Sunscreen is no joke, kids. Once you embrace the pale, it’s not so bad and certainly better than the cancer-y alternative.

  • I can understand where you come from. Although I’m Middle Eastern, I’m rarely in the sun due to a full time job. I have a base color going but I’m pale in comparison to my Mexican boyfriend who looks eternally tan. :] // ☼

  • gina

    you’ve literally described me! factor 50, hat, top, under a sun umbrella and still burning! ha

  • Sarah Hale

    I’m confused, Easyern Europeans are rather dark skinned?

    • Charlotte Fassler

      Woah good catch, I fully meant Northern! Fixed now 🙂

      • I don’t know, The Scandinavians actually tan with much ease. I was always jealous of my Swedish and Norwegian friends.

    • MSantos

      No, they are pale indeed, think Russia

  • Sarah Hale

    I’m confused, Eastern Europeans are rather dark skinned?

  • Amelia Diamond

    the pale looks good on you girl. my legs, not so much.

    • Amelia Diamond

      and the peeling sunburn on my legs, even worse. ok so actually you win.

    • You’re hot girl. I see da bikini pics on Instagram 😉 hawt hawt

      And I agree Charlotte’s fair skin is beautiful.

      • Charlotte Fassler

        Oh Emma, makin’ me blush

      • Amelia Diamond

        Emma you’re the knees to my bees

  • Maddie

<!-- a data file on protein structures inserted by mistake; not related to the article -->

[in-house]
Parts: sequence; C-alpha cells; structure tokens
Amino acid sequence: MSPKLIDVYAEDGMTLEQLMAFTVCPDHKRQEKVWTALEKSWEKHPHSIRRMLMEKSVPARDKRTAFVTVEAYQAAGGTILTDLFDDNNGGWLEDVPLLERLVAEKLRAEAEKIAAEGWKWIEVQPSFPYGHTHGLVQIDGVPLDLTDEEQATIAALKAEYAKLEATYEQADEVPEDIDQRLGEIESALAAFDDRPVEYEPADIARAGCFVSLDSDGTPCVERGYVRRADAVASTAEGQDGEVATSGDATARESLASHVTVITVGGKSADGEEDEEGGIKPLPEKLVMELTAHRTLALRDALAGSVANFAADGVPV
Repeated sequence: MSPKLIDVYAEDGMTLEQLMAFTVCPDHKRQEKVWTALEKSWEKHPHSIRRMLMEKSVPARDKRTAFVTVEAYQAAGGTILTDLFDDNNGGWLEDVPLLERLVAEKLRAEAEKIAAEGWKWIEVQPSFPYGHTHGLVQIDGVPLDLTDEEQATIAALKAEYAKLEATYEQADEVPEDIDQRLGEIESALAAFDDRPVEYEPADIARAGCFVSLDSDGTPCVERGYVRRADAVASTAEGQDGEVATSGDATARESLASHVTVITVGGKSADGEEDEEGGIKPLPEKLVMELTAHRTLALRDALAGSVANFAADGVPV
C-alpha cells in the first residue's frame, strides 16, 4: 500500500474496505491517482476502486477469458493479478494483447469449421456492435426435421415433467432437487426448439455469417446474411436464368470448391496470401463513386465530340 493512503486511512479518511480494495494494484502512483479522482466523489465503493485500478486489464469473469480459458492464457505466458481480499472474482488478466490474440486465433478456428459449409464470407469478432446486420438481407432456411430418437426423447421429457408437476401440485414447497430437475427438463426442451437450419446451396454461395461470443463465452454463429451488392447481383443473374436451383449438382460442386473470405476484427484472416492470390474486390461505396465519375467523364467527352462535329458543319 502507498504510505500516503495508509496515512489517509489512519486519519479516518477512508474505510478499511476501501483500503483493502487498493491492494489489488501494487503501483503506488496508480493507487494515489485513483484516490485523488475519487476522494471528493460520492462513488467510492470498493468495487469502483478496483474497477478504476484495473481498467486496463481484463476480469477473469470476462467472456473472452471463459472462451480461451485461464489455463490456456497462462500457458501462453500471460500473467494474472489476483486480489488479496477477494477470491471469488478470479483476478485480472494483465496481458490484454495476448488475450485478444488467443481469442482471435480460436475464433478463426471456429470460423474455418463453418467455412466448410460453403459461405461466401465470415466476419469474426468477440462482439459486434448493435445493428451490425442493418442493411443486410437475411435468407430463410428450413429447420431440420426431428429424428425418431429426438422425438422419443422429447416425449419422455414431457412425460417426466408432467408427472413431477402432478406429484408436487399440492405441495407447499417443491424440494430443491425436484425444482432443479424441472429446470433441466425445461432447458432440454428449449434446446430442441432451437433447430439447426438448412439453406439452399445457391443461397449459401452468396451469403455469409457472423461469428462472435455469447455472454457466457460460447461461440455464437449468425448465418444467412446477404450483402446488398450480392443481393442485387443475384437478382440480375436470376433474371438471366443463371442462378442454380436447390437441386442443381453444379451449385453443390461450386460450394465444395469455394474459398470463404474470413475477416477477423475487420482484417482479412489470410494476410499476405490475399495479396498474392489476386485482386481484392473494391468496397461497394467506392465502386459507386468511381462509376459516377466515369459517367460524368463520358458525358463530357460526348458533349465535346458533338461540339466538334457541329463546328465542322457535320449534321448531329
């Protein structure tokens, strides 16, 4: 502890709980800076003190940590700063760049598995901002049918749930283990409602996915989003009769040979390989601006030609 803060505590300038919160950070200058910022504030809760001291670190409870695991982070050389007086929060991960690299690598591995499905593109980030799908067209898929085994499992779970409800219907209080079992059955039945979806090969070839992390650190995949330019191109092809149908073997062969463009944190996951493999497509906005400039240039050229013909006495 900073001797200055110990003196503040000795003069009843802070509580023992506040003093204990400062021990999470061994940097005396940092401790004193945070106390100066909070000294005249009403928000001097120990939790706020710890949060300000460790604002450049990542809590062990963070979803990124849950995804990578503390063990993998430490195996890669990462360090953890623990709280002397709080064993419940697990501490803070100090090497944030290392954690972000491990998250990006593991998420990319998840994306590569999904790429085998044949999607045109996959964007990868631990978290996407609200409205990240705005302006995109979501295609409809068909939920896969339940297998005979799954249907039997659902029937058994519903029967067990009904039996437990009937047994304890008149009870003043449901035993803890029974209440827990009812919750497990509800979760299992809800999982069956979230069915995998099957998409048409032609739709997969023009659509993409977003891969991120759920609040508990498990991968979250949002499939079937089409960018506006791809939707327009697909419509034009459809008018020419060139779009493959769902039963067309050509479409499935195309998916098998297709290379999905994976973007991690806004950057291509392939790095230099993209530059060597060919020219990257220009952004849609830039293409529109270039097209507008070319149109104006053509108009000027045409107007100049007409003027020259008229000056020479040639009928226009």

After exposing myself to the sun for the first time in years (keep in mind, I live in LA, so this is not normal behavior), I thought I had thoroughly covered every inch of my ghostly bod in 50+ SPF… I accidentally missed a small strip between my forehead and scalp, which resulted in a beautiful, red sunburn headband… to top it all off, the sunburn has now began to peel making it look like I have a bad case of dandruff. Back to the shade for me!

    • Charlotte Fassler

      Missing one spot around the edges is rough… One time i had a burn that wound up in a striped formation on my torso due to missing the strip of skin above and below my bandeau and bottoms. OH SpRiNg BrEaK in Miami….

  • thisgirlloveschic
  • I would be offended too if someone in California asked what state (that was not California) I was from.

    I’ll bet this plays every time you land at LAX, Charlotte:

    • Charlotte Fassler

      YA you can catch me in the terminal half-delirious blasting dem tunez from my jukebox.

  • Aubrey Green

    I would take it as a compliment. I always get asked if I’m European, Russian, etc. I love it. I was born in Preston Idaho (small town 5 hours outside of Boise), moved to California at the age of 5 and haven’t left yet. I love your coloring, hair, everything :).

  • Great advice 🙂 kisses from Croatia

  • I love to be outside (Austin, TX), but nowadays I HATE seeing myself with a tan. It’s just not attractive to me, anymore. I like the vampiric look 🙂

    I just did a post on the ten best (oversized) sun hats, if you care to look.

    Great post and excellent advice!

  • Mariah

    I know that feeling. Living in the South, it’s basically a crime when you’re not outside in the summer. But I am pale as all get out and burn so easily. So I will stick to inside and my skin cancer free paleness.

    • Amelia Diamond

      Does everyone have Central Air in the South? That’s my dream. That’s the world I one day want to live in instead of my hot box apartment.

      • Charlotte Fassler

        Me too. I am going to Atlanta next weekend and I am worried I may overheat…..

        • Mariah